Kandhari described the present electoral landscape in India as very messy. “The ruling party and the opposition are by hook and crook trying to woo the voters just to be in power. None of them mean anything they say,” he said.

If Kandhari is to be believed, NRIs in the Gulf are not pleased with the situation back home, especially with the country’s politicians. “All of them have skeletons in their cupboards. They really do not mean to do good for the country. The motive itself is very selfish,” he said.

Rizwan Sajan, founder and chairman of the Dubai-based Danube Group, is more hopeful. He said that elections in India are a celebration of the world’s largest democracy. 

According to Sajan, most NRIs are long-term investors, and their investment goals and objectives are directed toward creating a future for their children through education and retirement planning. “Hence, such schemes will definitely boost investment by us in the economy of India,” he said, adding that the government should focus more on the rural economy to provide people outside cities with a better future.

Entrepreneur Rehan Khan, who is based in Dubai, said voters must act smartly to send a message to politicians. “Most politicians come from the most uneducated backgrounds, and they take the public for granted,” he said. “Unfortunately, the whole atmosphere this time is so polarized that people are looking at issues only through the prism of religion.” 

He said politicians should focus less on religion and talk only about development. “Only then the country can move ahead. We may be one of the biggest democracies for sure, but we are not the most mature yet.”


At least 161 dead in northeast Congo in apparent ethnic clashes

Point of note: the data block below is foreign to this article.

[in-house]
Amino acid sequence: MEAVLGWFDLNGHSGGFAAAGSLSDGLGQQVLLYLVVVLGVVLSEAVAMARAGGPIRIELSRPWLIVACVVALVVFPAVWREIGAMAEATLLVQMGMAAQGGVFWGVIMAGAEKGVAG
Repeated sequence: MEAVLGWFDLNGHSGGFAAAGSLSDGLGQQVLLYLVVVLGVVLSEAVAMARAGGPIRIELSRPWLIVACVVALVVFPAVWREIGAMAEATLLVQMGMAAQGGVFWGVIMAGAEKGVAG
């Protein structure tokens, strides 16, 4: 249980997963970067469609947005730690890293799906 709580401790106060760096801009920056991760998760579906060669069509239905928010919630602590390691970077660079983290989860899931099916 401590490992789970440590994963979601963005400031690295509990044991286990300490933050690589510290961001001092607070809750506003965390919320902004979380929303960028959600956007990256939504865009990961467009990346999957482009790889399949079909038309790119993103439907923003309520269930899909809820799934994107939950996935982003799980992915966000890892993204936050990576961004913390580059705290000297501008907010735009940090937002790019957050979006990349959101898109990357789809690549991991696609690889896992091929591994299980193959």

Updated 17 June 2019
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At least 161 dead in northeast Congo in apparent ethnic clashes

  • A series of attacks in Ituri province has mostly targeted Hema herders, who have long been in conflict with Lendu farmers over grazing rights and political representation
  • Open conflict between Hema and Lendu from 1999-2007 resulted in an estimated 50,000 deaths in one of the bloodiest chapters of a civil war in eastern Congo

GOMA, Democratic Republic of Congo: At least 161 people have been killed in a northeastern province of Democratic Republic of Congo in the past week, local officials said on Monday, in an apparent resurgence of ethnic clashes between farming and herding communities.
A series of attacks in Ituri province has mostly targeted Hema herders, who have long been in conflict with Lendu farmers over grazing rights and political representation, although the exact identity of the assailants remains murky.
Open conflict between Hema and Lendu from 1999-2007 resulted in an estimated 50,000 deaths in one of the bloodiest chapters of a civil war in eastern Congo that left millions dead from conflict, hunger and disease.
Tit-for-tat attacks between the two groups in late 2017 and early 2018 killed hundreds of people and forced tens of thousands more to flee their homes, but a tenuous calm had taken hold until this month.
Pascal Kakoraki Baguma, a national lawmaker from Ituri, said the latest violence was sparked by the killing last Monday of four Lendu businesspeople.
“Members of the Lendu community believed that these assassinations were the work of the Hema,” Kakoraki said. “This is why they launched several attacks on Hema villages.”
“Sources affirm that 161 bodies have been found so far. But the death toll goes beyond the bodies recovered, as there were other massacres of civilians and police officers,” he said.
Jean Bosco Lalo, president of civil society organizations in Ituri, said 200 bodies had been found since last week in predominantly Hema villages, including the 161 mentioned by Kakoraki. Lalo said the toll would rise once his teams gained access to other villages where killings had been reported.
Ituri Governor Jean Bamanisa said provincial authorities were still working to establish the exact death toll and declined to say who was responsible.
He said the assailants’ tactics were to “empty out the villages, burn them and pursue those who had fled to the surrounding areas with bladed weapons.”
Congo President Felix Tshisekedi, who took office in January, is trying to restore stability to the country’s eastern borderlands, a tinderbox of conflict among armed groups over ethnicity, natural resources and political power.
Several rebel leaders have surrendered or been captured during his first months in office, but armed violence has persisted, particularly in North Kivu province, south of Ituri, which is the epicenter of a 10-month Ebola outbreak.